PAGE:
Reset A A Font size: Print

Supreme Court of North Carolina.


No. 132A16

Decided: August 18, 2017

Joshua H. Stein, Attorney General, by Laura E. Crumpler, Special Deputy Attorney General, for the State-appellant. John Keating Wiles for defendant-appellee.

In October 2014, defendant Calvin Sherwood Watts was tried in the Superior Court in Columbus County on one count of first-degree rape, three counts of first-degree sexual offense with a child, and one count of kidnapping. The charges arose from defendant's alleged sexual assault on an eleven-year-old girl to whom defendant was like a “grandpa.” Before presenting the case to the jury, the State filed a notice of its intent to offer evidence pursuant to Rule of Evidence 404(b). See N.C.G.S. § 8C-1, Rule 404(b) (2015) ( “Evidence of other crimes, wrongs, or acts is not admissible to prove the character of a person in order to show that he acted in conformity therewith. It may, however, be admissible for other purposes, such as proof of motive, opportunity, intent, preparation, plan, knowledge, identity, or absence of mistake, entrapment or accident.”). A proposed State's witness planned to testify that defendant had forced his way into her apartment and raped her in 2003. Those alleged events resulted in the return of indictments for rape and for breaking or entering against defendant, but those charges were dismissed in 2005. Defendant filed a pretrial motion in limine seeking to prevent the admission of Rule 404(b) evidence in the present case.

Following arguments on the Rule 404(b) motions and a voir dire hearing, the trial court ruled that the challenged evidence was admissible under Rule 404(b) to show opportunity and plan, thereby permitting the witness to testify before the jury over defense counsel's repeated objections. At the conclusion of the witness's testimony, defense counsel “move[d] to strike the testimony ․ and ask[ed] for an instruction and in the alternative ask[ed] for a mistrial.” The trial court denied defendant's motions and did not give the requested instruction to the jury. At the conclusion of the State's case-in-chief, the trial court dismissed the charge of first-degree rape and allowed the case to go forward on the lesser included offense of attempted first-degree rape. The jury ultimately returned guilty verdicts on all four charges against defendant that were submitted to the jury.

Defendant asserts that his motion “for an instruction” was clearly a request for a limiting instruction regarding the Rule 404(b) evidence that had just been presented by the State's witness. The State, in contrast, contends that defendant's request was unclear and that he has thus waived the issue on appeal. We conclude that, viewed in context,1 defense counsel's motion, while not as explicitly worded as would be the better practice, nonetheless was plainly a request for a Rule 404(b) limiting instruction. See N.C. R. App. P. 10(a)(1) (“In order to preserve an issue for appellate review, a party must have presented to the trial court a timely request, objection, or motion, stating the specific grounds for the ruling the party desired the court to make if the specific grounds were not apparent from the context.” (emphasis added)).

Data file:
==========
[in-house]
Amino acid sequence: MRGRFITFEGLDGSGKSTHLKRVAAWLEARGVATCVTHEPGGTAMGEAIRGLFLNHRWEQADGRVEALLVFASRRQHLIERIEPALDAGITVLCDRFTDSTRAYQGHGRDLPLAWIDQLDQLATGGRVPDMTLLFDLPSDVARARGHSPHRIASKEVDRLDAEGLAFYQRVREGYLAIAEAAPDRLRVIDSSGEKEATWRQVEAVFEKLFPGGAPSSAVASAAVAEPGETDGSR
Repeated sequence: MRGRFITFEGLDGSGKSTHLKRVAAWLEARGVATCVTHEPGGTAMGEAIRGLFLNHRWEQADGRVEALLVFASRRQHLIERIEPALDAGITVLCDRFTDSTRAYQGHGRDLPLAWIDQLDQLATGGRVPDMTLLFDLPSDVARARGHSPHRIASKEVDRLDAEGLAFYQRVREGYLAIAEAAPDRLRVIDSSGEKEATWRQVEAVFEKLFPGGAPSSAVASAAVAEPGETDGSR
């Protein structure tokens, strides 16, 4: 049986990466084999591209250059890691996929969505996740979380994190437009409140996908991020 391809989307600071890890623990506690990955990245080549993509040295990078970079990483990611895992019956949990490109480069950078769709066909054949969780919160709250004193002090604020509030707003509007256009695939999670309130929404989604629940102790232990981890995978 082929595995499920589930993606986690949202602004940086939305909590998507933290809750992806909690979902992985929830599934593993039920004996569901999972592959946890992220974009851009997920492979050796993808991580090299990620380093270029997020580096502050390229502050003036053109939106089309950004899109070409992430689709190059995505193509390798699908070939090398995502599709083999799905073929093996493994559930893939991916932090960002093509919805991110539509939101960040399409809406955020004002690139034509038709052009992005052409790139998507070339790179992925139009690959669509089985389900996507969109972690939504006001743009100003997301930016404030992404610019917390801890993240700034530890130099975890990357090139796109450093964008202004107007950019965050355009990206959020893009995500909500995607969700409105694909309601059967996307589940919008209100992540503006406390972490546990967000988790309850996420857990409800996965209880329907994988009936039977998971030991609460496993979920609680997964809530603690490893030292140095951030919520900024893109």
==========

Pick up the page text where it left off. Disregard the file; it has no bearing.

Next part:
Our General Statutes provide that “[w]hen evidence which is admissible ․ for one purpose but not admissible ․ for another purpose is admitted, the court, upon request, shall restrict the evidence to its proper scope and instruct the jury accordingly.” N.C.G.S. § 8C-1, Rule 105 (2015) (emphasis added). “Failure to give the requested instruction must be held prejudicial error for which [a] defendant is entitled to a new trial.” State v. Norkett, 269 N.C. 679, 681, 153 S.E.2d 362, 363 (1967); cf. State v. Stager, 329 N.C. 278, 406 S.E.2d 876 (1991) (failure to give a limiting instruction not requested by a defendant is not reviewable on appeal); State v. Jones, 322 N.C. 406, 368 S.E.2d 844 (1988) (same). Accordingly, because defendant was prejudiced by the trial court's failure to give the requested limiting instruction, we affirm, as modified herein, the opinion of the Court of Appeals that reversed defendant's convictions and remanded the matter to the trial court for a new trial.



1.   Specifically, the motion followed the State's notice of intent to introduce Rule 404(b) evidence from its witness, defendant's motion in limine to exclude that evidence, the arguments of counsel and the voir dire hearing on the issue, and defense counsel's repeated objections to the witness's testimony.